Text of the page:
Special to WorldTribune.com
By Donald Kirk
NORFOLK, Virginia — The U.S. Navy is conducting new large-scale exercises from its naval base here in a show of force with broad implications for the Pacific as well as the Atlantic.
While the U.S. plays down its military operations in northeast Asia, warships from Naval Station Norfolk, the largest U.S. navy base in the U.S., opened “surface warfare advanced tactical training” with cruisers and destroyers joining in a program designed “to increase combat capability, lethality and interoperability,” according to the Naval Surface and Mine War-fighting Development Center.
The display of raw military power in the northern Atlantic has implications for U.S. operations in the Pacific though the navy this year has sharply reduced exercises that might upset South Korea President Moon Jae-In’s efforts at reconciliation with North Korea. Until this year, U.S. aircraft carriers, destroyers and cruisers regularly joined U.S. air force, army and marine units in massive war games intended to persuade North Korea’s Kim Jong-Un of the wisdom of ceasing to threaten the U.S. with nuclear warheads launched by intercontinental ballistic missiles.
The current exercise here bears a remarkable similarity to the war games played by U.S. warships before South Korea’s President Moon Jae-In opened his peace offensive in which he’s met three times with Kim and sought to persuade the U.S. to scale down its own shows of force. A major element in these exercises was deployment of mock “assassination teams” whose job was to kill Kim and his aides.
Related: Report: China, with 2-decade buildup, has ‘long-term strategy’ for supremacy, Nov. 20, 2018
There was no indication as to whether President Donald Trump was in favor of the current exercises – or even knew about them. Trump cancelled war games that the U.S. was to have conducted with its South Korean ally this year after meeting Kim Jong-Un in their summit in Singapore in June but has not commented on exercises being conducted from the naval base here by elements of the carrier strike group led by the carrier Abraham Lincoln.
The latest exercises here represented an escalation in the efforts of U.S. forces to flex their muscles in the face of threats not only from North Korea but also from the middle east and Russia. The exercises also had implications for U.S. defiance of China’s claim to the entire South China Sea where U.S. ships regularly defy China’s orders to leave.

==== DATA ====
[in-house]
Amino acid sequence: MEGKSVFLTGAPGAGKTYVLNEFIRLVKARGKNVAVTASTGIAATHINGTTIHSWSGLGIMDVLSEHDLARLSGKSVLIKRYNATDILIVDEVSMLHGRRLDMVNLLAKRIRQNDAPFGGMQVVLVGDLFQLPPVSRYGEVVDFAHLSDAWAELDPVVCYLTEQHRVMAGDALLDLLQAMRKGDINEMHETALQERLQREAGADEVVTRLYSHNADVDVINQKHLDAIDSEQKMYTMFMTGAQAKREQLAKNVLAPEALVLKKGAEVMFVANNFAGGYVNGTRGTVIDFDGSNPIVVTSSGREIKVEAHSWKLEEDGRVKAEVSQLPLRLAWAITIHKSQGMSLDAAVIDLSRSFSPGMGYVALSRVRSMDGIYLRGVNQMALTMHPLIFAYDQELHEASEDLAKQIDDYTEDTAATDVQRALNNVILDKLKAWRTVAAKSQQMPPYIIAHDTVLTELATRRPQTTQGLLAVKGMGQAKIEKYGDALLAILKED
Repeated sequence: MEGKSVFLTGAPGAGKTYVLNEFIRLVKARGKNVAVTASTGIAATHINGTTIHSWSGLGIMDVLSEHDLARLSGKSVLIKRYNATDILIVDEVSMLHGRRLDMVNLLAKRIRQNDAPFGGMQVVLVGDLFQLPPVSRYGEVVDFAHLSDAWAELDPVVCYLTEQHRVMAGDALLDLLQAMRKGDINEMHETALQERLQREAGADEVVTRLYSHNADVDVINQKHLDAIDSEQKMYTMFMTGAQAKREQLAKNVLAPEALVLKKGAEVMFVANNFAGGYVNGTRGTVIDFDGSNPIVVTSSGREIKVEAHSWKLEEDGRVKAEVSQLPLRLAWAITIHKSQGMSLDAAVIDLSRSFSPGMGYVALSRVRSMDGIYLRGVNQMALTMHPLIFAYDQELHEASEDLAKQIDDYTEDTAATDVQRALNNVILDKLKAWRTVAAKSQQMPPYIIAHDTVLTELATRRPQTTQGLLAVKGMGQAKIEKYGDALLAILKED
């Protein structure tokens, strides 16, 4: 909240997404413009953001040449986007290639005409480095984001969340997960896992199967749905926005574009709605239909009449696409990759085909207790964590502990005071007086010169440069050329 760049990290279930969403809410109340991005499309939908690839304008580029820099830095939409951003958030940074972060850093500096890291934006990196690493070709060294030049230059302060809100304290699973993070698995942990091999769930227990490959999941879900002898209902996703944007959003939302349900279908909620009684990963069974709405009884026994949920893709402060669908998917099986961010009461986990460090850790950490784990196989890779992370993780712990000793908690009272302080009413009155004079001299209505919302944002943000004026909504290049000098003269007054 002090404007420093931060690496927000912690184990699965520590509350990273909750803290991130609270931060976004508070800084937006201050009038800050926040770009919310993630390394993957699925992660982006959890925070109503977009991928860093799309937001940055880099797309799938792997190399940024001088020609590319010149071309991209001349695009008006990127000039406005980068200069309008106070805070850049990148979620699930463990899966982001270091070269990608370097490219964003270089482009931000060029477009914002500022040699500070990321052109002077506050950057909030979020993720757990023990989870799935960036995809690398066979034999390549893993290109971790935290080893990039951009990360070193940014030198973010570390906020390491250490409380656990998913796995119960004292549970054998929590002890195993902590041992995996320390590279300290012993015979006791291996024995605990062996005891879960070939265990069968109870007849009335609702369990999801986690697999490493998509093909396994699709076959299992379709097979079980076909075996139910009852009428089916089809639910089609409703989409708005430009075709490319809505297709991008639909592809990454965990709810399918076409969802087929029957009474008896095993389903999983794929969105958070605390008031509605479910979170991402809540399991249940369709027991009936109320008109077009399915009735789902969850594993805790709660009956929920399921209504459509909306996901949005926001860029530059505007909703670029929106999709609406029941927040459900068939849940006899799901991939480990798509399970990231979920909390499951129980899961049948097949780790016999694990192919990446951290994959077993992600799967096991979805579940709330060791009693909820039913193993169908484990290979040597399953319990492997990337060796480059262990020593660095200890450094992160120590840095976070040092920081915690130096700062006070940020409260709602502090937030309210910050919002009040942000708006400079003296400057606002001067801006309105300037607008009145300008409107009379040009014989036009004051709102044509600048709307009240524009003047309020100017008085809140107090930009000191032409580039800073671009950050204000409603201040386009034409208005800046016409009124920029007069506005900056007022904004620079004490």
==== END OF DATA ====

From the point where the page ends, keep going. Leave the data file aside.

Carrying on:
Rear Adm. Dave Welch, commander of the Naval Surface and Mine Warfighting center said the surface warfare advanced tactical training exercise “represented the beginning of an important cultural shift to the surface fleet to rapidly increase surface force tactical proficiency, readiness and combat capability.”
Welch was quoted in Flagship, a Navy paper published here, as saying the exercise “provides a critical path for warfare and strike group commanders to develop the combat capability needed….to compete effectively in an era of great power competition.”
The clear inference to be drawn from the exercise was that U.S. forces were showing their muscles on the east coast in order to be ready for the need to use them anywhere. The exercise, while ostensibly entirely a navy operation, also coordinated with air and ground forces in the type of multi-service effort that the Pentagon had previously conducted off the South Korean east coast.
Navy Capt. Joe Cahill stressed the full scope of the exercise. “While our headquarters is located in San Diego (on the west coast),” he said, “we have divisions on both coasts and team members in most fleet concentration areas.”
Cahill said these forces were “committed to increasing the combat power of naval surface forces, with focus on warship cohesion.” It was, he said, “a team-based approach to what a warship is designed to do – fight and win at sea as part of a naval task group.”
But who, exactly, are these warships targeting as their enemy? The U.S. faces no hostile forces off the Atlantic Coast that might be comparable to those of China and North Korea in the western Pacific. While relations between the U.S. and Russia are clearly strained, there has been no sign of an overt Russian effort to challenge U.S. domination of the Atlantic along with forces of America’s allies in NATO, the North Atlantic Treaty Organization.
Naval officers spoke proudly of all that they were training to do while avoiding concrete examples of whom they were training to fight against.
Lt. Commander Kris Tester, an officer tasked with planning air and missile defenses, described “working with and training…to harness combat potential” of warships in the exercise as “one of the highlights of my job….”
The whole purpose of surface warfare advanced tactical training, according to the Naval Surface and Mine War-fighting Development Center, was “to increase the lethality and tactical proficiency of surface force across all domains.”
By avoiding any reference to specific countries against which they might be training, the war-fighting center sought to avoid any language that might be seen as “provocative” or designed to increase tensions, but there was no doubt the current exercises were being conducted with a view of defense against rising Chinese power thousands of miles away.